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The Seventh Man - Max Brand

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THE SEVENTH MAN

By Max Brand

Chapter I. Spring

A man under thirty needs neighbors and to stop up the current of his life
with a long silence is like obstructing a river--eventually the water
either sweeps away the dam or rises over it, and the stronger the dam the
more destructive is that final rush to freedom. Vic Gregg was on the danger
side of thirty and he lived alone in the mountains all that winter. He
wanted to marry Betty Neal, but marriage means money, therefore Vic
contracted fifteen hundred dollars' worth of mining for the Duncans, and
instead of taking a partner he went after that stake single handed. He is a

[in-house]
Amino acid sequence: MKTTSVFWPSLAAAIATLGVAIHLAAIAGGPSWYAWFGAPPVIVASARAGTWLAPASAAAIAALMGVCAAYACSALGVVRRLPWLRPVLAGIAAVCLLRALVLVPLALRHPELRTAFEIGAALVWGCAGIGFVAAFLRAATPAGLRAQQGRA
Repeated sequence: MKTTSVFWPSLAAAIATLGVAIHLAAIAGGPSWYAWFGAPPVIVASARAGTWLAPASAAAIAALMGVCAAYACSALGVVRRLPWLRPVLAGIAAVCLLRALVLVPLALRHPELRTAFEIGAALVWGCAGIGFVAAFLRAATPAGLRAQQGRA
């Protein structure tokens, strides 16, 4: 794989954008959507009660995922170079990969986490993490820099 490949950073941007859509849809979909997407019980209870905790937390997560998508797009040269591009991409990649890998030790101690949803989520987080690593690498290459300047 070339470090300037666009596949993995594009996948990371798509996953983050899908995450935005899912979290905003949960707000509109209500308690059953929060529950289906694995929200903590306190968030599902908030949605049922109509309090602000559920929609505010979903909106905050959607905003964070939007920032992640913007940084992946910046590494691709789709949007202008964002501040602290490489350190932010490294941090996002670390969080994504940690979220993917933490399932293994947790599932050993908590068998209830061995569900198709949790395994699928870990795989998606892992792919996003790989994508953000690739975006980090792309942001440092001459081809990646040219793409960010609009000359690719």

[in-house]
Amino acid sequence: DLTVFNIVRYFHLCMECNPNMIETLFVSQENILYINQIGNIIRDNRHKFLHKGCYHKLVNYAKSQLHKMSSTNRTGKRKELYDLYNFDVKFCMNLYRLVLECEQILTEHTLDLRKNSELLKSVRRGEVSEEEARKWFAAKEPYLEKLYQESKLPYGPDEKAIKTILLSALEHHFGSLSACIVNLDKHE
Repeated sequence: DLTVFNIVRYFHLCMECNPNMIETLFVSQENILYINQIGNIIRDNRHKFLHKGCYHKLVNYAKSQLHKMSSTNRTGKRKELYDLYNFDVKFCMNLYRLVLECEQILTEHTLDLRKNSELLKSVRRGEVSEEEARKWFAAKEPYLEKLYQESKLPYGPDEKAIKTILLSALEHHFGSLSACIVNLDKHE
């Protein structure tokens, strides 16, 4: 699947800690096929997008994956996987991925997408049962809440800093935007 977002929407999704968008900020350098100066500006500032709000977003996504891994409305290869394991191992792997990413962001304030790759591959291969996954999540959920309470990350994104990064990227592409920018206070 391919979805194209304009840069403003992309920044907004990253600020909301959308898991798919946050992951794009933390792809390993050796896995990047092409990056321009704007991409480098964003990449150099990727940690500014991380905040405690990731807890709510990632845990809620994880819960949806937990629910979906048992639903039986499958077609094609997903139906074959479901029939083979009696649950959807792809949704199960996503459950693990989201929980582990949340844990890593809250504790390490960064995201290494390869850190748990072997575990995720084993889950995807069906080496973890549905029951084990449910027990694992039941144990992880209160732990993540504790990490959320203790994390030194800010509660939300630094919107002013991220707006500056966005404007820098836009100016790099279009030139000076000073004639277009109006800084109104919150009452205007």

very rare man who can turn out that amount of labor in a single season, but
Gregg furnished that exception which establishes the rule: he did the
assessment work on fourteen claims and almost finished the fifteenth, yet
he paid the price. Week after week his set of drills was wife and child to
him, and for conversation he had only the clangor of the four-pound
single-jack on the drill heads, with the crashing of the "shots" now and
then as periods to the chatter of iron on iron. He kept at it, and in the
end he almost finished the allotted work, but for all of it he paid in
full.

The acid loneliness ate into him. To be sure, from boyhood he knew the
mountain quiet, the still heights and the solemn echoes, but towards the
close of the long isolation the end of each day found him oppressed by a
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